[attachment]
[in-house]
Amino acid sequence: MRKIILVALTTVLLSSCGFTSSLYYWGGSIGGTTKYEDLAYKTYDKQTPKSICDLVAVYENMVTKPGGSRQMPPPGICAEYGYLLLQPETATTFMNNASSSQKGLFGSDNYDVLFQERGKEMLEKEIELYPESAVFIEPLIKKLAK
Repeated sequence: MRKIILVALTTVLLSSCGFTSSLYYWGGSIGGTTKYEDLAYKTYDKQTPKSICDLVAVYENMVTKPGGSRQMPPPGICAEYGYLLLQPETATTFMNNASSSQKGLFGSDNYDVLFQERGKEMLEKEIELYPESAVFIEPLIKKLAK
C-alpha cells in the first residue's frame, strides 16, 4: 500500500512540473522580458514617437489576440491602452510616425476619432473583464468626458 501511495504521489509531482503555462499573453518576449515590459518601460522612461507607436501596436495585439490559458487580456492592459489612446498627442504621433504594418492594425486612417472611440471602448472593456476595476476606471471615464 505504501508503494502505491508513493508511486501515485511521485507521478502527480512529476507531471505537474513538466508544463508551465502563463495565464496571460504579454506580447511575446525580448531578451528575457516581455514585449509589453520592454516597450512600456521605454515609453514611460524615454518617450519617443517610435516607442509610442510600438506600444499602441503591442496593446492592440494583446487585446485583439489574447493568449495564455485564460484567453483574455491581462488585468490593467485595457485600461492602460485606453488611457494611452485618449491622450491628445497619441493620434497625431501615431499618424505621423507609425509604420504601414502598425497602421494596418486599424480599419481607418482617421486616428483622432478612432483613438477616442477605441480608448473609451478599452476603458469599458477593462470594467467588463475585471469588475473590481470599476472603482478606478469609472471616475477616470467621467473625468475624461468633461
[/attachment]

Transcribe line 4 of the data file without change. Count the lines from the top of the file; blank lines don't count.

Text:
C-alpha cells in the first residue's frame, strides 16, 4: 500500500512540473522580458514617437489576440491602452510616425476619432473583464468626458 501511495504521489509531482503555462499573453518576449515590459518601460522612461507607436501596436495585439490559458487580456492592459489612446498627442504621433504594418492594425486612417472611440471602448472593456476595476476606471471615464 505504501508503494502505491508513493508511486501515485511521485507521478502527480512529476507531471505537474513538466508544463508551465502563463495565464496571460504579454506580447511575446525580448531578451528575457516581455514585449509589453520592454516597450512600456521605454515609453514611460524615454518617450519617443517610435516607442509610442510600438506600444499602441503591442496593446492592440494583446487585446485583439489574447493568449495564455485564460484567453483574455491581462488585468490593467485595457485600461492602460485606453488611457494611452485618449491622450491628445497619441493620434497625431501615431499618424505621423507609425509604420504601414502598425497602421494596418486599424480599419481607418482617421486616428483622432478612432483613438477616442477605441480608448473609451478599452476603458469599458477593462470594467467588463475585471469588475473590481470599476472603482478606478469609472471616475477616470467621467473625468475624461468633461